*** To pave the way to this strategy shift, behind the scenes all day yesterday and continuing through today, the leadership sanctioned the lead taken by Budget Committee Chairman Paul Ryan, Ways and Means Committee Chairman David Camp, Appropriations Committee Chairman Hal Rogers, and Joint Economic Committee Chairman Kevin Brady in the internal conference discussions to get the agenda back to entitlement reforms, spending cuts, and dealing with the sequester to deter deeper defense spending cuts looming next year if the sequester is not lifted. Once the leadership is confident it has whittled down the Tea Party rebellion to the core “suicide caucus,” it is likely to move forward with a still undefined twin CR and debt ceiling bill. ***

*** President Obama and Majority Leader Reid are holding firm to their hard line stance of no negotiations to anything other than a clean debt ceiling, and with the Republicans seen as taking the political pain for the shutdown, they have for now little incentive to give ground. One way around that for the President would entail holding up the CR re-opening the government in parallel to the “clean” debt ceiling bill and loading the amendments needed to win the necessary Republican support on the CR, rather than formally on the debt bill, and then moving both to a vote at the same time. ***

*** But beyond averting the immediate crisis, while the Democrats want the fiscal issues off the political agenda through the election next year, Boehner and GOP are more than willing to keep chipping away at driving the fiscal wars to a succession of return engagements through the end of this year and well into next in order to achieve their fiscal policy objectives with entitlement spending reforms and a lower spending trajectory over the next ten years. ***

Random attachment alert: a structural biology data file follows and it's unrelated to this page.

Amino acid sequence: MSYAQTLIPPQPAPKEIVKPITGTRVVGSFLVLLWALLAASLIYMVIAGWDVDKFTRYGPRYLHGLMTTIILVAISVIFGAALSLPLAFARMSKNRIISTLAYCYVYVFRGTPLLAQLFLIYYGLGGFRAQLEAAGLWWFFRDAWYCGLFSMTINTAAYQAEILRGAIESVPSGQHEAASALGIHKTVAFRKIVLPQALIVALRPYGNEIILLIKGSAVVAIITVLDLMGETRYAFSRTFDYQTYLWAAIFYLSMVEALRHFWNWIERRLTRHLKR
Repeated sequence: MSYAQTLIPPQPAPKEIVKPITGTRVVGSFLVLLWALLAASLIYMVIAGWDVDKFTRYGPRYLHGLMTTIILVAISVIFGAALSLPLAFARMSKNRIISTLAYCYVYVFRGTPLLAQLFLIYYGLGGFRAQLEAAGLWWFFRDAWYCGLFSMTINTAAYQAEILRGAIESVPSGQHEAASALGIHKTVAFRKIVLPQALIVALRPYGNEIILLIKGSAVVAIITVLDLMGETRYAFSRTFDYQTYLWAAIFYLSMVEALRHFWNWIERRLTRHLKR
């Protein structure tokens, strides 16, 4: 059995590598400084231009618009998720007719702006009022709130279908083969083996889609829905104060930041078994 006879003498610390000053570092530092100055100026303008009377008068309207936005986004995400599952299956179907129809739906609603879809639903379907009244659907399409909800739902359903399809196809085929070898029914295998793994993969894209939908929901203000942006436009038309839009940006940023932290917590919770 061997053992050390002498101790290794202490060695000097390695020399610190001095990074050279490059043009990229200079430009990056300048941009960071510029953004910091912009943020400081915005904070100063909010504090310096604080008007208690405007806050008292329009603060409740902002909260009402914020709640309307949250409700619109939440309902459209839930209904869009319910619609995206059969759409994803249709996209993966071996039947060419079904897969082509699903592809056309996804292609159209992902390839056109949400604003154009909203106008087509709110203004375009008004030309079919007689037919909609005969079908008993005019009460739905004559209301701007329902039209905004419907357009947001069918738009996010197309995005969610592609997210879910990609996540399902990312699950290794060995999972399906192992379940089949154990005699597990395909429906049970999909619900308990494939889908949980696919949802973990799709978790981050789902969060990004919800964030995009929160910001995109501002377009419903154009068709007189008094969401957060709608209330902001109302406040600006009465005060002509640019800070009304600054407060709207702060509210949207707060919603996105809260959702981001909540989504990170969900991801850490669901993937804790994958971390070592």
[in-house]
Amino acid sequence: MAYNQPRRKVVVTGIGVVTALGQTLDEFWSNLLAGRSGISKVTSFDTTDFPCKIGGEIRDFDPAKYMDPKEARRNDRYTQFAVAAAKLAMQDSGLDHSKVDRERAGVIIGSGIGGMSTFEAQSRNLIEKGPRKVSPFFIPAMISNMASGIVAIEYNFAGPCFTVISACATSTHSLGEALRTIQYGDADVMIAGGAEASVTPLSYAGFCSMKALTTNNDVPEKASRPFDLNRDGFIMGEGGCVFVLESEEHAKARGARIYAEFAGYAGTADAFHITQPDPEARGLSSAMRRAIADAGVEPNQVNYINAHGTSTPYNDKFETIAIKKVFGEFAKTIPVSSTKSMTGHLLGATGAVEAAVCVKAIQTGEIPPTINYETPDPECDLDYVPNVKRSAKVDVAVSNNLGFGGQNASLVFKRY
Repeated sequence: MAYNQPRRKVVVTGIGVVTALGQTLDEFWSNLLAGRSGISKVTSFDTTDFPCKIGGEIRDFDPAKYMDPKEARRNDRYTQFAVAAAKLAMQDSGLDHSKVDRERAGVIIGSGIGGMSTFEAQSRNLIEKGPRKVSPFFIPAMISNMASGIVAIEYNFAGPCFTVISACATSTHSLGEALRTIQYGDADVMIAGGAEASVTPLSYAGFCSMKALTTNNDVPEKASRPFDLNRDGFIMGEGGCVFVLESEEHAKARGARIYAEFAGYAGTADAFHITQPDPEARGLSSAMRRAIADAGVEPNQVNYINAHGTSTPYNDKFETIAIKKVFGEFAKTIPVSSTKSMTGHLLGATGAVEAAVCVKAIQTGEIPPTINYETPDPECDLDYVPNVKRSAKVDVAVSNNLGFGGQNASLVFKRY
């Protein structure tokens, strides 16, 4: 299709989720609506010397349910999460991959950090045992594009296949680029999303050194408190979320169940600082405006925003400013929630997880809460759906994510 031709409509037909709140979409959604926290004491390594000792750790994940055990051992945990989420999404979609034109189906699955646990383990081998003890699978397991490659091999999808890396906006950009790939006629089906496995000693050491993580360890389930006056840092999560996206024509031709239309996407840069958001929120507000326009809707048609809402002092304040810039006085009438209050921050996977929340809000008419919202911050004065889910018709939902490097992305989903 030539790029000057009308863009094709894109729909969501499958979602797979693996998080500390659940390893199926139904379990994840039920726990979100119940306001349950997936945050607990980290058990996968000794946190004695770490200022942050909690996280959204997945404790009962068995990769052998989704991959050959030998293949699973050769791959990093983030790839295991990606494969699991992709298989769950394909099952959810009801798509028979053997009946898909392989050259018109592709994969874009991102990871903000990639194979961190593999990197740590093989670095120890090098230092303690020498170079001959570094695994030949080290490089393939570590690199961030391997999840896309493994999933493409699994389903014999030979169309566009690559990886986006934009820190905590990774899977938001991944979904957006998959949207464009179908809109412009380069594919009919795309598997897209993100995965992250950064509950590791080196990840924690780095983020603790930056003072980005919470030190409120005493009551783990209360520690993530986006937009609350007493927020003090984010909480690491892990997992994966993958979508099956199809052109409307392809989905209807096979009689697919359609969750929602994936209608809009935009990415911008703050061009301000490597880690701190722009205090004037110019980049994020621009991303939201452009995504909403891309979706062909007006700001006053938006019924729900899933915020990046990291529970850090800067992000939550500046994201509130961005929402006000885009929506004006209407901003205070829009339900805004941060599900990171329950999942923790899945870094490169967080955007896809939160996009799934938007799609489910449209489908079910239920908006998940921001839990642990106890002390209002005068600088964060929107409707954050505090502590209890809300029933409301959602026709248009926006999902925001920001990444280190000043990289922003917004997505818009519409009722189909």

*** In other words, even if a near term deal is struck to avert dislocations around the October 17 first deadline date to increase the debt ceiling, it will only mark the end to the current battle in a fiscal war that will go on for a while. Both the markets and a Federal Reserve anxiously watching for evidence of deepening fiscal retrenchment are probably going to have to adjust expectations that the political fiscal wars are going to go on for a good while longer. ***

*** There has been and will continue to be a lot of chatter above moving towards a “Grand Bargain” style agenda of a broader and more comprehensive deal. It would, however, be extremely difficult in fact to pull together an agreement on ending the shutdown, increasing the debt ceiling, and trading the sequester for entitlement reforms and some sort of additional tax revenues in just two weeks. ***

*** In any case, while the shift in the story line may open the door to some movement soon, any sort of compromise deal on the debt ceiling and possibly the shutdown as well is unlikely to emerge and pass both sides of the Capitol until the days around or even a bit after the October 17 deadline before the risks of a funding accident or missed payment sharply rises. ***